I’m working with my friend Pat LaPointe to develop a workshop curriculum for women writers, tentatively titled Life in Transition. The project has caused me to reflect on the power of words, especially the power of personal story.
Christina Baldwin, author, journal keeper, and teacher, states in her book Storycatcher: “Writing organizes the mind and the actions that lead from the mind. Over time, the decisions and choices we make in the rush of the moment are informed by the self-knowledge our story gives us. We learn that if we practiced articulating our story, if we have honored the path to this moment of writing it down, the choices we make are congruent with who we are. That is one of the primary promises of story—we live it twice: once in the experience, and again in the recording and reflecting upon our experience.”
Think about your family: who was the brightest, who was the troublemaker, the quiet one, the stubborn one, the peacemaker, the artist, the nurturer, the lost one? As children, we’re under the dominion of adults who begin to shape us by telling us we have our grandmother’s eyes, our dad’s curly hair, our uncle’s temperament… the list goes on. But as we grow into adolescence, we begin to differentiate ourselves from our family’s view of us. We try on various personas out of curiosity to see if there’s a better fit.
I have a friend who was painfully shy as a girl, but when she got to high school, she decided she was going to shed that role and abandon her shell. She joined every school club she could fit into her schedule, and from a secure cocoon, she emerged a social butterfly. How cool is that? The point is, our fates are not necessarily determined by the dictates of our familly.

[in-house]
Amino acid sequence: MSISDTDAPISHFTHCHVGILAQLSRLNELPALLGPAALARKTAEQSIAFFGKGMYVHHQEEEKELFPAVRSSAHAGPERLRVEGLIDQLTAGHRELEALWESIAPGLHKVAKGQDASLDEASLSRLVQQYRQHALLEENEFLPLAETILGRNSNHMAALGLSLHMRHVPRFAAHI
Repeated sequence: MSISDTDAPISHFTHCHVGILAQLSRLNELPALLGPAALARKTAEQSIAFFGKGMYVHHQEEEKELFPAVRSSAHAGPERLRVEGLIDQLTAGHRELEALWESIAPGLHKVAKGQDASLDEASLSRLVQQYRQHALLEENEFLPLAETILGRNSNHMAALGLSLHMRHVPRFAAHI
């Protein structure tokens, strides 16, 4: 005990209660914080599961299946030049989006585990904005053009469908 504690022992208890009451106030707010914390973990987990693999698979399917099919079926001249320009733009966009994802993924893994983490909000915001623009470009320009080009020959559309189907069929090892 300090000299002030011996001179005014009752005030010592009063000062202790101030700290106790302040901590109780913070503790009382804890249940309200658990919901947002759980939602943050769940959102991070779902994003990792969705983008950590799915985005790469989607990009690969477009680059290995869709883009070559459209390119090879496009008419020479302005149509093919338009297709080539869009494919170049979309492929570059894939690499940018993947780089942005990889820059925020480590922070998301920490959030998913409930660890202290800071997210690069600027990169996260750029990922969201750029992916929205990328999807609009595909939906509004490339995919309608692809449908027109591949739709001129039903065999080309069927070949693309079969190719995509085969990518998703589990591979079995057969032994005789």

It is written that God gives us free will, so we are (at least) co-creators of our life’s plotline. We have choices regarding the outcome of the twists and turns of our lives. Paying attention to the choices we have in life gives us the ability to be intentional and to live out loud.
A woman’s life has four distinct transitional points: girlhood, adolescence, womanhood, and elderhood. Menses heralds adolescence, and menopause announces elderhood. Each stage impacts our story, for our roles change as we leave one stage and enter another. Do we have any say in how our story develops? Of course we do. Each of us is the author of her life story.
Pat and I are developing a program that gives you an outline of what your personal story may look like—but while our journeys may be similar, the details are unique to each of us, and it’s in the details that a story’s richness is found. In a journal, it is raw and unleashed and instructive. When it is shared, it is powerful, both for the writer and the reader/listener.